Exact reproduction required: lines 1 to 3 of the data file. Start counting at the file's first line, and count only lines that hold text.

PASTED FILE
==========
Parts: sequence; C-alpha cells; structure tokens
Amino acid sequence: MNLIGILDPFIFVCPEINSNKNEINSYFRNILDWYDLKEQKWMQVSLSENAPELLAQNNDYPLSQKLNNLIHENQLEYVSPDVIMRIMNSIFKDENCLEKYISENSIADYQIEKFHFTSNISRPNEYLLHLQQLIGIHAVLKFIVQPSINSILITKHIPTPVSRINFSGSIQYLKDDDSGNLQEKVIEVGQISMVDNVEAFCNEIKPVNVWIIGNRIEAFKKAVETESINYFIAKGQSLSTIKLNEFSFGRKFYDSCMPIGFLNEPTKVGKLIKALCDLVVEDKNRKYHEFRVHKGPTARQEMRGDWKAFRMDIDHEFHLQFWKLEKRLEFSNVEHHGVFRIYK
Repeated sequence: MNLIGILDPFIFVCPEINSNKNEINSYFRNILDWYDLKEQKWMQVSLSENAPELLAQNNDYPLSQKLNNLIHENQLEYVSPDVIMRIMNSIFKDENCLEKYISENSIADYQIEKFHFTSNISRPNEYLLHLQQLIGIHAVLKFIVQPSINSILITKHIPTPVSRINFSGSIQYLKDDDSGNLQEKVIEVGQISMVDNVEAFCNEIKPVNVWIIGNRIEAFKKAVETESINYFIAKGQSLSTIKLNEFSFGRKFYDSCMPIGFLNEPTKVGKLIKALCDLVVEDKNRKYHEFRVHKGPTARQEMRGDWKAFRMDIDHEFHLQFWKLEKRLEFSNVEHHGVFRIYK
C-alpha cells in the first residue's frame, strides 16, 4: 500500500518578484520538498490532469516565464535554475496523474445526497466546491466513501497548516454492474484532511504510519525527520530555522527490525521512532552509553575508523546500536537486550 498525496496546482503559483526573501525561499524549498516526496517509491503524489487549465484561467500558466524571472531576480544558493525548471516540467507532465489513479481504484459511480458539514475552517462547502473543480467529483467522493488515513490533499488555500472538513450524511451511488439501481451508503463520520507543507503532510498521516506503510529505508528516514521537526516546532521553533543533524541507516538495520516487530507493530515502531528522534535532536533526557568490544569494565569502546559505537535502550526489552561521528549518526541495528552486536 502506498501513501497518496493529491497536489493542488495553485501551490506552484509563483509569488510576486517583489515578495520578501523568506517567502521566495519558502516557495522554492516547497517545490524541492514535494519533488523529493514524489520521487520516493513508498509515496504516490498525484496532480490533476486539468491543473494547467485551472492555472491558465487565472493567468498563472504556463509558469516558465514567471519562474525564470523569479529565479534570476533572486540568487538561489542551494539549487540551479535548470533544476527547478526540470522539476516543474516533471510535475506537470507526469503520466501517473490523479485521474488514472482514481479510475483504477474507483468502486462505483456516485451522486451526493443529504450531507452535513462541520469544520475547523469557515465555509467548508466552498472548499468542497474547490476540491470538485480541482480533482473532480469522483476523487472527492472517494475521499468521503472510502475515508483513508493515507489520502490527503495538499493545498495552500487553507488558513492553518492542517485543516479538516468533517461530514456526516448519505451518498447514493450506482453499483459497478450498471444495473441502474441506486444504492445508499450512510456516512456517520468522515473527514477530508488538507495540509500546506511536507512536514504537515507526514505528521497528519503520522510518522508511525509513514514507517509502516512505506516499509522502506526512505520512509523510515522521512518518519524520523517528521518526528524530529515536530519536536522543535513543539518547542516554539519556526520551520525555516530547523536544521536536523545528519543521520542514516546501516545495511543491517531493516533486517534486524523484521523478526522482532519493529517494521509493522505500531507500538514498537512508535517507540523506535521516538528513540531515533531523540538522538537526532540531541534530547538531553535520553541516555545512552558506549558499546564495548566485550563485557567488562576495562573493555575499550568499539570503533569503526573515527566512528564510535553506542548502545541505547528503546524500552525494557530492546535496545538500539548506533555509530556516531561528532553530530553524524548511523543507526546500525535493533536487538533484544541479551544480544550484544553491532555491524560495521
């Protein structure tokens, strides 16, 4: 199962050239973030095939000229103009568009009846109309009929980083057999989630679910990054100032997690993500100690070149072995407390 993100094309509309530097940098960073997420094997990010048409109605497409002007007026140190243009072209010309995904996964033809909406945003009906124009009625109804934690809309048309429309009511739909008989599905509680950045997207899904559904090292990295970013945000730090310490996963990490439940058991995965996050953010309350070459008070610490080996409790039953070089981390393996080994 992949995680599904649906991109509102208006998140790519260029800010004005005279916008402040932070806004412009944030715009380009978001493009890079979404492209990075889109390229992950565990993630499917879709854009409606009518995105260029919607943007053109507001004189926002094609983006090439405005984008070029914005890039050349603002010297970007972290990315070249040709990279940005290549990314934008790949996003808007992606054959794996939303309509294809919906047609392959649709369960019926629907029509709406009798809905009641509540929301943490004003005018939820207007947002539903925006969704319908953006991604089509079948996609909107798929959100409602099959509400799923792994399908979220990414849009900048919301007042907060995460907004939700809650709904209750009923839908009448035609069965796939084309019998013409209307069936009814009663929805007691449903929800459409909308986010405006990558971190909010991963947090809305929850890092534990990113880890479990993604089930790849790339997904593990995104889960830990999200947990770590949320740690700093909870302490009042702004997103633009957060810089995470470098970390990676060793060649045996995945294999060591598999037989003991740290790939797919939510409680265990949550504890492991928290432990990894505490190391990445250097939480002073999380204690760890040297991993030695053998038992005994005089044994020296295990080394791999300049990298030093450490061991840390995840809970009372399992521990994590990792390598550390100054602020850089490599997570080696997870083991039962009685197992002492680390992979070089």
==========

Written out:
Parts: sequence; C-alpha cells; structure tokens
Amino acid sequence: MNLIGILDPFIFVCPEINSNKNEINSYFRNILDWYDLKEQKWMQVSLSENAPELLAQNNDYPLSQKLNNLIHENQLEYVSPDVIMRIMNSIFKDENCLEKYISENSIADYQIEKFHFTSNISRPNEYLLHLQQLIGIHAVLKFIVQPSINSILITKHIPTPVSRINFSGSIQYLKDDDSGNLQEKVIEVGQISMVDNVEAFCNEIKPVNVWIIGNRIEAFKKAVETESINYFIAKGQSLSTIKLNEFSFGRKFYDSCMPIGFLNEPTKVGKLIKALCDLVVEDKNRKYHEFRVHKGPTARQEMRGDWKAFRMDIDHEFHLQFWKLEKRLEFSNVEHHGVFRIYK
Repeated sequence: MNLIGILDPFIFVCPEINSNKNEINSYFRNILDWYDLKEQKWMQVSLSENAPELLAQNNDYPLSQKLNNLIHENQLEYVSPDVIMRIMNSIFKDENCLEKYISENSIADYQIEKFHFTSNISRPNEYLLHLQQLIGIHAVLKFIVQPSINSILITKHIPTPVSRINFSGSIQYLKDDDSGNLQEKVIEVGQISMVDNVEAFCNEIKPVNVWIIGNRIEAFKKAVETESINYFIAKGQSLSTIKLNEFSFGRKFYDSCMPIGFLNEPTKVGKLIKALCDLVVEDKNRKYHEFRVHKGPTARQEMRGDWKAFRMDIDHEFHLQFWKLEKRLEFSNVEHHGVFRIYK